Sunday, May 27, 2007


Avocado fruits are among the more expensive fruits in Kuala Lumpur and Singapore. The fruits are imported from Australia and sold in supermarkets to expatriates and to the few locals who have acquired a taste for them. The majority of Malaysians and Singaporeans think avocadoes are awfully bland, or just plain awful.

However, in the Malaysian state of Sabah, close to the Philippines, where there is a large population of immigrants from the Philippines, avocadoes are cheap, locally grown, and sold by roadside hawkers. The quality, size and shape of the locally-grown fruits is very variable.

The avocado is native to tropical America, and was introduced to the Philippines by the Spanish in the 1600s. The Philippinos have had 400 years to learn to love the fruit, but according to Burkill's Dictionary of the Economic Products of the Malay Peninsula, it was not love at first sight.

The Indonesians got their first taste in the 1700s. They have learnt to love the fruits, and blend it with palm sugar to make a rich nutritious drink.

Avocados were introduced to Malaysia and Singapore by the British in the late 1800s. British rubber planters often had an avocado or two growing in their bungalow gardens.

In all the books on growing avocados, we are told that single trees will not fruit because they need cross-pollination by another tree. The trees in Malaysia ignore this rule. Single trees often produce good crops of fruits. However, after having experimented with avocados for over 30 years, I can say they are extremely variable in behaviour. I have seen trees begin to fruit at 5 years, trees that did not fruit until after 10 years, trees that never fruited at all in 20 years. Fruits vary in size, shape, colour, smoothness / roughness of the skin, thickness of the flesh, quality of the flesh (creamy, lumpy, etc). A lot of work will have to be done in testing and selection before we can have a good reliable clone for our particular climatic and soil conditions.

To grow an avocado it is best to use a seed from a tree that is proven locally (e.g. known to produce abundant fruit of good quality at an early age). Seeds from another country may produce healthy trees but such trees are likely to be unfruitful.

Tuesday, May 15, 2007

A Malaysian Horticulturist in Florida

Last night, I hosted a visitor from Florida, Charles Teh, who had emigrated to USA twenty years ago. He was practicing as a horticulturist in Singapore and Malaysia before he decided to emigrate. It was interesting to get his impressions of Kuala Lumpur now compared to when he left.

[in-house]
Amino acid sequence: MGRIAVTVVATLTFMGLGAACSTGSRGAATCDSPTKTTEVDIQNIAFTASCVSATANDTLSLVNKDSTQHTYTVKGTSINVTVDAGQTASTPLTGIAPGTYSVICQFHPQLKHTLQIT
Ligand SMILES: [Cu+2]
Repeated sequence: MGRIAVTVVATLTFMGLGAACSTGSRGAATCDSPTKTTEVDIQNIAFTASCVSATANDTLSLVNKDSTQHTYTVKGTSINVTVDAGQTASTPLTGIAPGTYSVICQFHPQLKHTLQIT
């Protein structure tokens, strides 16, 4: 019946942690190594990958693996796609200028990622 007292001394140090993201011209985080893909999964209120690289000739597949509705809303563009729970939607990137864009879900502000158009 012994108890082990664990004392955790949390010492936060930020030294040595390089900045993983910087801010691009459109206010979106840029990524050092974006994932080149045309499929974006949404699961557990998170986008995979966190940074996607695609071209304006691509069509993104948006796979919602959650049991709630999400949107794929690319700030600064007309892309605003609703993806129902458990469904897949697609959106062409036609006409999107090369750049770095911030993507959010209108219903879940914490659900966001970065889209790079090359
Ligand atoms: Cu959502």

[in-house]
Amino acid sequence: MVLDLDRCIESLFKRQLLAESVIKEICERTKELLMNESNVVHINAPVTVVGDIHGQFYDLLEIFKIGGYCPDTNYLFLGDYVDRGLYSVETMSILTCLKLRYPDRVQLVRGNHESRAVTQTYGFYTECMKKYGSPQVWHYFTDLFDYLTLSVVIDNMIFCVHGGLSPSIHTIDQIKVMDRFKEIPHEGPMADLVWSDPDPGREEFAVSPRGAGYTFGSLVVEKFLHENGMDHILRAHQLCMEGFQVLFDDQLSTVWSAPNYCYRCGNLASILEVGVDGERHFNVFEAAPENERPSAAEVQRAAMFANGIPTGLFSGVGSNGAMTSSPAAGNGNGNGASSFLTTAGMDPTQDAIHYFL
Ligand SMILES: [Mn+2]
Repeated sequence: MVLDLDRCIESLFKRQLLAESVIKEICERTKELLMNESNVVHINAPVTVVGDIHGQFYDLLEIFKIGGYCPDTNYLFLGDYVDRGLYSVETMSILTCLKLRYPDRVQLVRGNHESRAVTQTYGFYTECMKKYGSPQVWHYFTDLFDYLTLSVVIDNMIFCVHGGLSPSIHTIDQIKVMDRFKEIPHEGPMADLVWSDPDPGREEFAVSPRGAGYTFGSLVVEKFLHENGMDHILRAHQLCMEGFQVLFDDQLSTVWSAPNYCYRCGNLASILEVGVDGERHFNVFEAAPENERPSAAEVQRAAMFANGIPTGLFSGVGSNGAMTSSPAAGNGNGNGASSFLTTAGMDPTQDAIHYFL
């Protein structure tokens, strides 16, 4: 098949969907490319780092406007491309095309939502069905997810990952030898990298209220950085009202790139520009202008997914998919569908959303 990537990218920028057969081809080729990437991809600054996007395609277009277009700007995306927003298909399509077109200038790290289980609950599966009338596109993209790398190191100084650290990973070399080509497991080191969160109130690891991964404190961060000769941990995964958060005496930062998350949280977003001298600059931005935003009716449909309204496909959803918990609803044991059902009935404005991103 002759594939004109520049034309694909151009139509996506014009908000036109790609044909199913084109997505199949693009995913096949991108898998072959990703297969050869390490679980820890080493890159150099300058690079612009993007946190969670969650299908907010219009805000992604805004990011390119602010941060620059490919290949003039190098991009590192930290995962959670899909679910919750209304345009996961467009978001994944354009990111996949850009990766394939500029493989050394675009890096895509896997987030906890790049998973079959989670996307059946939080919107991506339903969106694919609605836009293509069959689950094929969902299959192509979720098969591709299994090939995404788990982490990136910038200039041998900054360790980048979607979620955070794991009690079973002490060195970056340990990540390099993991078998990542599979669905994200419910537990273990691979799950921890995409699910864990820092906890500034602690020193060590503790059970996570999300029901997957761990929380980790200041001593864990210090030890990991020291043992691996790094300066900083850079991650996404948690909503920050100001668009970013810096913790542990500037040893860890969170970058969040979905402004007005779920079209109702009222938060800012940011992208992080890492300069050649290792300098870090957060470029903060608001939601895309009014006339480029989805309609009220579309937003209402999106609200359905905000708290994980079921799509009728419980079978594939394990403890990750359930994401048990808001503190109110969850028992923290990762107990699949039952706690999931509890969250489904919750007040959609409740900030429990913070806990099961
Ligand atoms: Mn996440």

I took him to Desa Park City, a new residential area in Kuala Lumpur, and he thought the standard of landscaping and tree planting was comparable with residential areas in Florida. But he was horrified to see Bucida buceras (native of Florida) as a roadside tree here. He says this is a weedy tree in Forida. In Malaysia, I assured him, Bucida behaves itself and does not multiply on its own.

I was surprised to hear that so many of the plants we grow here are also grown in Florida, albeit with some difficulty in the winter. In turn, he was surprised to see snapdragons, pelargoniums, rosemary and pansies flowering on my balcony. I later took him to a rooftop garden where I have magnolias, persimmons, plums, peaches, apples, planes and camelias growing. We are pushing the limits. While gardeners in temperate and subtropical regions are exploring ways to grow tropical plants, some of us in the tropics are exploring ways to grow temperate plants.

Tuesday, May 08, 2007

A temperate garden in the lowland tropics

Many temperate plants will grow and flower in the highland tropics at 1000m elevation and above. In the Cameron Highlands in Malaysia for example, fuchsias, daylilies, apples, roses, pelargoniums and snapdragons grow and flower throughout the year. In the lowlands e.g. in Kuala Lumpur, at 100m, they survive for only a few weaks or may grow but not flower.

I have been trying to grow temperate plants by arranging for them to get a cold water shower for 15 minutes a night at midnight. The water is chilled to about 18 degrees Celcius. However the effect has not been significant.

My next option was to get engineers to design a flat bed cooler on which I can place containers of plants for their roots to be cooled at night. I have opted for cooling at night so as not to have to fight against the daytime high temperature of 30 degrees. At night there is a natural drop to 24 degrees, which is a help. However the engineers have not been able to design a flatbed cooler for me. I thought this would be somewhat like a mini ice-skating rink, but exposed to sun and rain and only switched on at night. Does anyone out there know whether this can be done?